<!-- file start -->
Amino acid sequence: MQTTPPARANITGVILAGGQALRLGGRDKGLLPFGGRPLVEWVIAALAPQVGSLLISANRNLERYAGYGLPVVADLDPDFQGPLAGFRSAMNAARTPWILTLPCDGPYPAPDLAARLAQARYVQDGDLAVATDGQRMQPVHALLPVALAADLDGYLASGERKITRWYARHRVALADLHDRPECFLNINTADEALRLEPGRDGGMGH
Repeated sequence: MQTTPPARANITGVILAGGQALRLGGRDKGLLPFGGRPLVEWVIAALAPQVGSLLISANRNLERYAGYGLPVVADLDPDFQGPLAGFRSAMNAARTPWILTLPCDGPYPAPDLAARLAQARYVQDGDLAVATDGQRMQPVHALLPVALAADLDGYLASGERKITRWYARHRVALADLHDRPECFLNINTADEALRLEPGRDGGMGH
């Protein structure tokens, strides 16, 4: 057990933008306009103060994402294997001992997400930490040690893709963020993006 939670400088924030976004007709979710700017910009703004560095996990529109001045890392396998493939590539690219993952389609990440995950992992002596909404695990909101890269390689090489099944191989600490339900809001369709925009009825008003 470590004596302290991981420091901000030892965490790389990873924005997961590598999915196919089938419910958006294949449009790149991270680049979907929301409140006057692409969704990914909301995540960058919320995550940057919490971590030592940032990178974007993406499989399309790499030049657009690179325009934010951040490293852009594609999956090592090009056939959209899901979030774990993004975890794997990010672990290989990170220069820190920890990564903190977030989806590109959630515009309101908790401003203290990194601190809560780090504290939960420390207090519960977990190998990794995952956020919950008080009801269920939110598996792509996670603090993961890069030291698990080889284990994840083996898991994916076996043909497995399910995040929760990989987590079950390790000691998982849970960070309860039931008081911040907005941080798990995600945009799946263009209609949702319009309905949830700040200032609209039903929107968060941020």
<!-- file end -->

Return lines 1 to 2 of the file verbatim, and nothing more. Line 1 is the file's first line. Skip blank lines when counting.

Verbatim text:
Amino acid sequence: MQTTPPARANITGVILAGGQALRLGGRDKGLLPFGGRPLVEWVIAALAPQVGSLLISANRNLERYAGYGLPVVADLDPDFQGPLAGFRSAMNAARTPWILTLPCDGPYPAPDLAARLAQARYVQDGDLAVATDGQRMQPVHALLPVALAADLDGYLASGERKITRWYARHRVALADLHDRPECFLNINTADEALRLEPGRDGGMGH
Repeated sequence: MQTTPPARANITGVILAGGQALRLGGRDKGLLPFGGRPLVEWVIAALAPQVGSLLISANRNLERYAGYGLPVVADLDPDFQGPLAGFRSAMNAARTPWILTLPCDGPYPAPDLAARLAQARYVQDGDLAVATDGQRMQPVHALLPVALAADLDGYLASGERKITRWYARHRVALADLHDRPECFLNINTADEALRLEPGRDGGMGH